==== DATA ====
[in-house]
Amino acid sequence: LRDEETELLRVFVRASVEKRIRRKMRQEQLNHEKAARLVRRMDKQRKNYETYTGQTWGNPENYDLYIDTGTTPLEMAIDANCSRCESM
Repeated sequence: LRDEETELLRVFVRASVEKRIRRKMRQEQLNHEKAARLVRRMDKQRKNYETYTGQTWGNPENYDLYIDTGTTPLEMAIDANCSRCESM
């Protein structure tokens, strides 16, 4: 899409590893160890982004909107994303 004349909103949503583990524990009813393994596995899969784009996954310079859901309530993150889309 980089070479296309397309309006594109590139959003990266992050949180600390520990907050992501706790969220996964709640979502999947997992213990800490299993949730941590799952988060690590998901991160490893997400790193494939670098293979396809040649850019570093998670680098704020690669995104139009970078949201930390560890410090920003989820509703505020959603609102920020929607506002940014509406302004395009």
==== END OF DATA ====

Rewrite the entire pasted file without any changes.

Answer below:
[in-house]
Amino acid sequence: LRDEETELLRVFVRASVEKRIRRKMRQEQLNHEKAARLVRRMDKQRKNYETYTGQTWGNPENYDLYIDTGTTPLEMAIDANCSRCESM
Repeated sequence: LRDEETELLRVFVRASVEKRIRRKMRQEQLNHEKAARLVRRMDKQRKNYETYTGQTWGNPENYDLYIDTGTTPLEMAIDANCSRCESM
């Protein structure tokens, strides 16, 4: 899409590893160890982004909107994303 004349909103949503583990524990009813393994596995899969784009996954310079859901309530993150889309 980089070479296309397309309006594109590139959003990266992050949180600390520990907050992501706790969220996964709640979502999947997992213990800490299993949730941590799952988060690590998901991160490893997400790193494939670098293979396809040649850019570093998670680098704020690669995104139009970078949201930390560890410090920003989820509703505020959603609102920020929607506002940014509406302004395009």